Published on May 31st, 2019 | by Jennifer Sensiba
May 31st, 2019 by Jennifer Sensiba
A few months ago, I was working on a story about the SEC and Elon Musk. I asked people on Twitter for input, and Elon actually joined the conversation. I wasn’t prepared for what came next. For several days, I had an endless supply of TSLAQ guys attacking every word, sometimes in very nasty and personal ways. Not much later, it suddenly stopped. I had been added to a list of pro-Tesla accounts for automatic blocking. But I was still curious. Why would people act like that? I couldn’t really learn more because of the blocks.
So I decided to go “undercover” and join the ranks of the TSLAQ trolls.
Yes, I found out that the crazies are, in fact, really crazy. But, getting a chance to interact with people on the more reasonable end of anti-Tesla sentiment was enlightening and helped me to be a better EV writer.
My First Days “Undercover” as a TSLAQ Troll
I started out by making the account really, really ridiculous. The name of it centered around being against Tesla and Elon Musk. The profile picture was a really dramatic horned Satan illustration, and the cover photo was of pollution and smoke. I figured they’d know it was a bogus account, but I was wrong.
When my crazy comments, crazy tweets, and even obviously false stories about Tesla crashes didn’t get people to question my sincerity, I tried for days to ratchet up the craziness to see when they’d catch on. Nothing I could think of worked. The likes continued and I got a couple more followers. I actually couldn’t act too crazy for the crowd I was interacting with.
Once I really started getting into it, it was kind of a weird thrill. I’d see a tweet from Elon Musk come up and I’d be like “Yes! Fight time!” in the back of my mind. Bothering him and telling his fans off activated some part of my brain that I wasn’t used to using. There’s this cheap thrill reward center that lights up — I’m not sure how else to describe it.
When Tesla fans would counter the utter bovine excrement I was tweeting with facts, figures, and ideas, I was surprised to find that when I was in “troll mode” that facts didn’t matter. At all. Why? Because there’s no cheap thrill to be gained arguing over facts. It’s easier to mock, belittle, and ignore, then go onto the next target for abuse.
As far as the nasty, unhinged end of $TSLAQ goes, I get it now. It’s just cheap entertainment for those guys. (Editor’s note: Maybe. I think that’s part of the population. I think there are other types of people and interests in the $TSLAQ world, as well.)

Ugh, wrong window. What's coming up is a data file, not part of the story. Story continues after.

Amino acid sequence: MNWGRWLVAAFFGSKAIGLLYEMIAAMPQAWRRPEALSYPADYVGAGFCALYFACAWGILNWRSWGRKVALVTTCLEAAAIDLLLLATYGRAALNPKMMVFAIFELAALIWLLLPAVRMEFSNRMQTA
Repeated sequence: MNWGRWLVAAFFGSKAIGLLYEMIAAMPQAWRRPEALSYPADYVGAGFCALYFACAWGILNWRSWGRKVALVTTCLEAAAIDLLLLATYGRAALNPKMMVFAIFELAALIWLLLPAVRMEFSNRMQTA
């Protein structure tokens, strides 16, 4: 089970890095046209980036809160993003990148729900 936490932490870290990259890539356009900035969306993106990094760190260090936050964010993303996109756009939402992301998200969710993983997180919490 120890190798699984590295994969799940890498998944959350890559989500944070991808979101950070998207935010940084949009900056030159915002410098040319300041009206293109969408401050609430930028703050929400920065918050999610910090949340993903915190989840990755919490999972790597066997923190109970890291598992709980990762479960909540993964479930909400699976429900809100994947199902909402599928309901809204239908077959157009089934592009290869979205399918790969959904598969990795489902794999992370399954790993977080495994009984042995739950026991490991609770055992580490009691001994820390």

Seeing a Whole Different Side of Twitter
It was at this point that I started to actually learn something.
First, I could see a marked difference between my personal Twitter feed and the fake account’s feed. I followed many of the same people I follow on my personal account, but Twitter’s computers figured out the difference pretty quickly. It seems to give you more of what you engage with and less of what you don’t. It sets your feed up to show tweets from people who tell you what it thinks you want to hear.
My personal account is full of science, technology, EV stuff, and geek stuff. My fake account shows me all of the worst things going on with Tesla that day.
I could see how someone would get “sucked in.” I imagined that I had been an EV and Tesla-neutral person who leans slightly conservative and was just joining Twitter. All it would take is one friend posting an anti-EV or anti-Tesla story, and a response to it, for Twitter to start giving me more. And more. And more. Twitter isn’t there to show you different perspectives. It’s there to get and keep your eyeballs, and it’s very good at that.
Second, I started seeing the less crazy people who didn’t like Tesla pop up. They actually caught my interest, and as I engaged more with them, Twitter adjusted and started putting them in my feed more.
I’ve actually found that getting the different perspectives from the part of the anti-Tesla crowd that isn’t totally out of their minds has been good. I’ve been able to see different sides of the big news stories of the day, and even learned about things that aren’t good in EV World that I hadn’t really considered.
I ended up changing the account to more of a parody account. I don’t run around pretending to be a wacky troll like I did in the beginning, but I still have some fun with it cracking jokes and pretending to fight with some of the well-known pro-Tesla accounts that I’ve let in on the secret.
I learned that the crazies are crazy, but that there’s a part of the human mind that drives that kind of behavior. When you fight with them, it just encourages them. For the crazy accounts on there, it’s not worth your time.
I’m also glad I did this because I got in a position to learn about things I hadn’t considered. It can be tough to find the nuggets of wisdom with all of the crazy people bashing Tesla and pushing wild conspiracy theories. It creates a very bad signal-to-noise ratio. Once I figured out how to listen for the signal more, I found that there’s good to be found.